JDubsReview of The Bright Hour by Nina Riggs

I’m not quite ready to give the final review. However, I wanted to jot a few things down while they were top of mine. First I need to correct myself. This is the book about living and dying not death and dying. Making the most of the time you have however long or short that might be. 

Of course I’ve already cried. But I’ve also laughed. Bittersweet.

Interestingly only 11% of breast cancer is genetic the other 89%  is as Nina says “hurtling randomly towards us through the outer space”.  Her grandfather.  Yes male/grandfather had breast cancer.  As did some aunts and cousins. Hers was not of the genetic variety though. 

Think about that … 89% is much higher than I realized.  With all the talk of family history, I was sure genetics played a larger role. I guess with the increase risk it does just not in the same way as I thought. Not sure if that is comforting or uncomfortable? It makes things seem more random.  And random = unpredictable to me.  

Here is the part I had to laugh about. Nina talks about becoming a Google PhD. And looking at about 100 catastrophic topics on what are the chances of death… eerily similar to me and my WebMD addiction. 

This is also exactly something that I do. She read that a lot of people with ovarian cancer have no symptoms.  Then you think well I also have no symptoms therefore I am able to deduce that clearly I must have ovarian  cancer. Talk about your flawed logic. 

A therapist told her that she holds on so tight that she believes she will be obliterated if anything bad ever happens. 

I relate to that so much. It is my incessant need for whatever twisted reason to assume the worst case scenario. To prepare for the worst so when whatever happens finally happens, I can deal with it because it’s clearly never as bad as what I make up in my mind.

“cancer removes whatever weird barriers we have with others”. I know this to be true, by watching my mother, after she had breast cancer the first time around.  You’re pretty much stripped of all your privacy.  Might as well and let them see you puking your guts out or your hair falling out or whatever other indignities you go through during the treatment which at that time with her was radiation/cobalt. There was no such thing as chemo yet.

This part is fantastic.  She writes “I love that gutsy cement hero woman and I also love the real potty-mouthed housemaid with a ruffled bonnet who is buried somewhere below that crooked, faceless grave. I love the musketball not hitting me, and I also love the musketball.   I love goddamnit motherfucker. And I really love Well, that could’ve been worse”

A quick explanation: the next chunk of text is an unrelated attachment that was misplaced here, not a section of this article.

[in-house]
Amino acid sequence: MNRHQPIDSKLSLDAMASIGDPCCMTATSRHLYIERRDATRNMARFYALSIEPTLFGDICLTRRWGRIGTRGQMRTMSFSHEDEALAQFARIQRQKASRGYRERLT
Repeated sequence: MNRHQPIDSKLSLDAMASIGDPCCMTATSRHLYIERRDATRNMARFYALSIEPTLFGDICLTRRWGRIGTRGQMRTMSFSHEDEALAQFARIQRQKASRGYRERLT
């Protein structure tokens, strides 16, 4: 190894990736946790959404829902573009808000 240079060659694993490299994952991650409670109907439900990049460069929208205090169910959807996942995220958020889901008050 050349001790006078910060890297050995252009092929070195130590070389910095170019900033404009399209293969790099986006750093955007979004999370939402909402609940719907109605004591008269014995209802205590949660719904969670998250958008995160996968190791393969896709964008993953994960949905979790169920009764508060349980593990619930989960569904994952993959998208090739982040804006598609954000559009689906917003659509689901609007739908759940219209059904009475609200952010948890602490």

I am on chapter 18 of 32. These are very quick little vignettes basically. The Bright Hour is an absolutely beautiful book. I recommend that all of you read it.  

I rate it 5 out of 5 stars ✨ and I’m not even done yet.  I don’t think there’s anything that I might read going forward that will change my mind on this either. 

As always, more to come.

14 thoughts on “JDubsReview of The Bright Hour by Nina Riggs

  1. I agree with the comments above. I’m not sure I would have read this book yet having lost my parents only two months apart 15 months ago. Reading is healing therapy though. Maybe some day, I’ll be as brave as you!

    Liked by 1 person

    1. Tough but rewarding is how I would describe it. Makes me feel good to see her triumph over the situation and live while she was dying.


  2. You are a brave reader, and it makes me happy to know you love the book so much…I like to think of you basking in the beauty of beautiful words and messages…I don’t know that I’d have the guts to read it, but I can relate to falling in love with a story…thanks for shaing (and, great review by the way!) πŸ™‚

    Liked by 1 person

  3. I don’t see your webmd as a problem. At least you stop there. I admire that you do webmd, because after webmd, I am off to the mayo clinic website, medicinenet.com, and ALL the other search results that pop up ;);) I love the mayo clinic. False sense of better information probably because it’s the mayo clinic hahaha πŸ™‚

    Liked by 1 person

      1. πŸ˜‰ I try to stay away from them. They say it’s part of the panic/anxiety thing. One of the sypmtoms is “fear of or feelings of being or needing to be locked away” They crammed that in between, “headaches” and nausea” I took pause and said, what was that between headaches and nausea??? LOL

        Liked by 1 person

  4. I have a friend that woke up one morning and her foot was killing her. Her big toe got swollen and she had a lot of redness and fever in her foot. Her friends at work told her it could be cellulitis and it’s serious. She went to webmd and printed the article and went to dr and gave it to her and said this is what I have!!! Her dr said no you have gout……lol! I check webmd way too often too!

    Liked by 1 person

    1. Yep! So many symptoms overlap. I joke a lot. I’m not a doctor I just play one on TV πŸ˜‚. I’ve tried to quit looking but I can’t.


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